Herbs in Mythology
by: Aulus Ambrosius Celetrus
Aconite (Acontium napellus, order Ranunculaceae):
Greek legend has it that when Hercules fought Cerberus on the hill of Aconitus, foam and saliva fell from the dog's mouth onto the plant, giving it its poison. Hecate used it to poison her father, and Medea is said to have killed Theseus with it. Called the love poison, it was said that women fed aconite daily from infancy could kill with sexual contact.
Amaranth (Amaranthus hypochondriacus, Amaranthaceae):
Sacred to Ephesian Artemis, its name derives from a Greek word for unwithering, and it was used to decorate images of the gods and tombs, as a symbol of immortality.
Bay (Laurus nobilis, Lauraceae):
When the nymph Daphne was relentlessly pursued by the love-smitten Apollo, her father, Peneus, changed her into a laurel tree. Apollo fell on his knees before it and declared the tree eternally sacred, wearing from that moment onward a wreath of its leaves, in remembrance of and dedication to his unrequited love.
Deadly Nightshade (Atropa belladonna, Solanaceae):
Atropos, one of the three Fates, used its berries to cut the thread of life.
Elecampane (Inula helenium, Compositae):
One legend says helenium originated with Helen of Troy, who carried off a handful when Paris spirited her away. Another holds that the plant sprang into existence from the goddess Helena’s tears. Finally, it was simply said to have been named after the island where the best plants grew. It was used widely to cure indigestion, and Pliny praised it for inducing mirth.
Eyebright (Euphrasia officinalis, Scrophulariaceae):
Because it was known for curing eye ailments, it was named after Euphrosyne (gladness), one of the three Graces, known for her mirth and joy.
Garlic (Alium sativum, Liliacea):
Besides instilling strength, speed and courage (it was the herb of Mars), garlic was thought to posses magical powers against evil. Odysseus used it to keep Circe from turning him into a pig, and Egyptians swore upon it when taking a solemn oath.
Hyacinth, Wild (Hyacinthus nonscriptus, Rosaceae):
Hyacinthus was a Spartan youth beloved by both Apollo and Zephyrus. The boy preferred the company of Apollo, and one day while playing quoits with him, Zephyrus caused a wind to blow one of Apollo’s throws to strike and kill Hyacinthus. Stricken with grief, the god raised from his blood a purple flower on which the letters 'ai, ai,' were traced, so that this cry of woe would always have existence on the earth.
Marjoram (Origanum marjorana, Labiatae):
Sweet marjoram was said to be dear to Aphrodite, and young Greek couples were crowned with it at their weddings to sanctify marital bliss.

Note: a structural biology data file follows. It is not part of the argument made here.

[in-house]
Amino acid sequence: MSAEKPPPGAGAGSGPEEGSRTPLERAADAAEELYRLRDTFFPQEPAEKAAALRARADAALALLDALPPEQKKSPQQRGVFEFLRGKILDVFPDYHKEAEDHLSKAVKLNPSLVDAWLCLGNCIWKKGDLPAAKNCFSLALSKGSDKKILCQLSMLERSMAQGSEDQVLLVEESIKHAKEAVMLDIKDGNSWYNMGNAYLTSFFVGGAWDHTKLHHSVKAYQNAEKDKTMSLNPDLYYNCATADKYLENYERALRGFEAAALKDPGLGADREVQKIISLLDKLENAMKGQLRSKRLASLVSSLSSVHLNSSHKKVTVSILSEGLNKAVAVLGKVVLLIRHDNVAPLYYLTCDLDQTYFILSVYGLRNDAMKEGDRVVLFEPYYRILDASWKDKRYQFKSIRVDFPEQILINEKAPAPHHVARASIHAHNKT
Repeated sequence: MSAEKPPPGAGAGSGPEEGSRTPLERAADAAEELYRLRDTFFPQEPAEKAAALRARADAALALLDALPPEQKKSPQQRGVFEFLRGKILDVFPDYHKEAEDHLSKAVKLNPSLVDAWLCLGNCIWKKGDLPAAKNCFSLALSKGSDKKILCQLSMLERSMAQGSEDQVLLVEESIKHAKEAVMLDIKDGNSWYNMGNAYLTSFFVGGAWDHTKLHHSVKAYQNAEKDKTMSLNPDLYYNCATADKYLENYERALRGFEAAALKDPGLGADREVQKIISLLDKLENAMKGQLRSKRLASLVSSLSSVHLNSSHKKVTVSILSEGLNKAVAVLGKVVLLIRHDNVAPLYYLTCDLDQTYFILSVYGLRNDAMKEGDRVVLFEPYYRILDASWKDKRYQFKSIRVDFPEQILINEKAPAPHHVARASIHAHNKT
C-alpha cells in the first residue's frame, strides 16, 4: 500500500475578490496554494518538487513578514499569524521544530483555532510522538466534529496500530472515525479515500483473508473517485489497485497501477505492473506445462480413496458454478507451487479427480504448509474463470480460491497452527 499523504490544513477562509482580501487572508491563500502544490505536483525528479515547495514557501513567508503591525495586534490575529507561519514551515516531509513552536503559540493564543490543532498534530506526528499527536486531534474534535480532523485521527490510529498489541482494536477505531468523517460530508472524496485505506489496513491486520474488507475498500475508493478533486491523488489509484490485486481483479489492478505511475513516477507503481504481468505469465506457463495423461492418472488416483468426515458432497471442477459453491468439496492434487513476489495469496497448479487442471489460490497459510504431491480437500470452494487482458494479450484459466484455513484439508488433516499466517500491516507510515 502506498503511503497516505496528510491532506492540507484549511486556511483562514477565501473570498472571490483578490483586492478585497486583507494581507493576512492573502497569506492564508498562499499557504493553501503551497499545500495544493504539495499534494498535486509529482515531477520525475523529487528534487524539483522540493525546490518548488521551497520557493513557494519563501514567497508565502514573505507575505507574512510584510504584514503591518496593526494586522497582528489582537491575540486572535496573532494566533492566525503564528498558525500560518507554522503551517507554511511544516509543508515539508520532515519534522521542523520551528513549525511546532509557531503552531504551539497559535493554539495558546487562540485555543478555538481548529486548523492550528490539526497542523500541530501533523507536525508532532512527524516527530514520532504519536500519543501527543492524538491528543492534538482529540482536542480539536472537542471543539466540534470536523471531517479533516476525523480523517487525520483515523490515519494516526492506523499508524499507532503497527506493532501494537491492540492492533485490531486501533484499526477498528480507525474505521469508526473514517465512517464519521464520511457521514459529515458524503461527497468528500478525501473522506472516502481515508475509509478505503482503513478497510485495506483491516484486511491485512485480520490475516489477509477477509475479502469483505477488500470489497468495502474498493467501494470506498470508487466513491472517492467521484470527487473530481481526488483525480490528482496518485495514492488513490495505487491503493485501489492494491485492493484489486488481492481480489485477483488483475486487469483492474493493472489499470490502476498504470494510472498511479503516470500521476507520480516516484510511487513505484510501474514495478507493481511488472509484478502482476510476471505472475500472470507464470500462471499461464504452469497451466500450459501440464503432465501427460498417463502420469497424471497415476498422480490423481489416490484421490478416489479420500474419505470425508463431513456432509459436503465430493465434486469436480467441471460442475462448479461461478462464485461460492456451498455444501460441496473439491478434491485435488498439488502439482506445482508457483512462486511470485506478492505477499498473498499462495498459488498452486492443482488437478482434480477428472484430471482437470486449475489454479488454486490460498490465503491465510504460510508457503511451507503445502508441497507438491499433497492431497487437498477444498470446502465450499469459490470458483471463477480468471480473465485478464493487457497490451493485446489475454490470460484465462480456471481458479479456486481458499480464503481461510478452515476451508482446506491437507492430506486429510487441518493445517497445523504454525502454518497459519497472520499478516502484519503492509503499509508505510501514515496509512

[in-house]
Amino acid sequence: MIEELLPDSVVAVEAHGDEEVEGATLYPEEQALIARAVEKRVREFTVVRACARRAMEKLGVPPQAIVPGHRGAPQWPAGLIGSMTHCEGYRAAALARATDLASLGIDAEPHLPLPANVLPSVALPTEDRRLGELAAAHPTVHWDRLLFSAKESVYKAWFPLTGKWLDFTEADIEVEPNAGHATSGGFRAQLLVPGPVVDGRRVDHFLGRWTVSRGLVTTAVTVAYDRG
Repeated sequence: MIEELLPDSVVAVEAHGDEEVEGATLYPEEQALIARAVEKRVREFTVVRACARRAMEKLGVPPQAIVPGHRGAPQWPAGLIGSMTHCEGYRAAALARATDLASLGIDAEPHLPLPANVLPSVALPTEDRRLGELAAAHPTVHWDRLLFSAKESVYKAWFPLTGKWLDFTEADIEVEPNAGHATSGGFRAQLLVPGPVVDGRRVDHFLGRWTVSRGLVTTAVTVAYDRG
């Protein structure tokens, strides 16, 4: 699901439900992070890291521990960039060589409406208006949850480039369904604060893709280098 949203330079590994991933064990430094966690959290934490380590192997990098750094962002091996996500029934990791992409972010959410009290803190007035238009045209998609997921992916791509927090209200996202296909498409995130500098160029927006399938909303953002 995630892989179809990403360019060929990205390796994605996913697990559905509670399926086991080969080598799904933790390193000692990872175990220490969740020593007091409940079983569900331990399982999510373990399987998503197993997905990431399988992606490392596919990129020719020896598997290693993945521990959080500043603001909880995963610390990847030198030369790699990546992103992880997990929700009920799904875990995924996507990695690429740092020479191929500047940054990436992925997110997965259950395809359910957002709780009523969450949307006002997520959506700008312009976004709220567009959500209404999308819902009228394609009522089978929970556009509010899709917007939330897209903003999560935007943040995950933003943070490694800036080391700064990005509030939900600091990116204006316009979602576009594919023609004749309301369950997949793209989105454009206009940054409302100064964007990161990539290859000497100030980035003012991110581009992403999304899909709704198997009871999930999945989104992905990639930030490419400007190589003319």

Mint (Mentha spp., Labiatae):
When Hades fell in love with the nymph Minthe, a jealous Persephone turned her into a lowly (ground cover) plant. While Hades could not undo the spell, he did amend the situation somewhat; he made it such that the more Minthe was trod upon, the sweeter her smell would be. Greek mythology tells of two peripatetic strangers who are spurned by the villagers of Asia Minor. They are offered neither food nor drink until an old couple, Philemon and Baucis, prepare them a meal, rubbing mint across the table to clean and freshen it. The strangers were actually Zeus and Hermes in disguise, and they rewarded the couple by changing their home into a temple. And so mint became the symbol of hospitality.
Myrrh (Commiphora myrrha, Burseraceae):
According to Greek legend, Aphrodite forced the goddess Myrrha, daughter of the Syrian king Thesis, to commit incest with him. The gods then turned her into a tree to prevent Thesis from murdering her. The drops of gum resin that form when the tree is cut are said to be the tears of Myrrha.
Parsley (Petroselinum crispum, Umbelliferae):
Parsley supposedly sprang up from the blood spilled from Greek hero Archemorus when serpents ate him. The Greeks fashioned it into wreaths for graves, but also included it in those fashioned for the winning athletes of the Isthmian games, because Hercules had chosen it for his garlands. Since it was held sacred to oblivion and death, it was never used at the table.
Roses (Rosa spp., Rosaceae):
The rose of antiquity was of a deep crimson color, and the Greeks held that it came from the blood of Aphrodite when her foot got stuck by a thorn while trying to help Adonis.
Savory (Satureia spp., Labiatae):
Its Latin name is attributed to Pliny and is a derivative of the word for “satyr.”
Tansy (Tanacetum vulgare, Compositae):
From the Greek Athanaton (immortal), it was the critical ingredient in the potion that conferred immortality to Ganymede, the Greek youth who subsequently became the cupbearer to Zeus.
Vervain (Verbena officinalis, Verbenaceae):
Said to have grown from the tears Isis wept for the dead Osiris; it was sacred to the Romans as an altar plant.
Violets (Viola odorata, Violaceae):
Violet is the diminutive form of Viola, the Latin form of the Greek name Ione. When Zeus turned Io into a white heifer to protect her from Hera’s jealous wrath, he created pastures of these flowers for her to eat. Violets are also said to have sprung from where Orpheus slept. Alternately, violets were said to have come from the blood of the fertility god Attis, Cybele’s lover, who emasculated himself under a pine tree and bled to death. During Cybele’s annual festival, a pine tree was cut and brought to her shrine, adorned with violets.
Wahoo or Spindle Tree (Euonymus atropurpureus, Celastraceae):
Named after Euonyme, mother of the Furies.
- A Modern Herbal, by M.Grieve @ www.botanical.com
- Rodale’s Illustrated Encyclopedia of Herbs, 1987.
- Roman Realm @ inanna.virtualave.net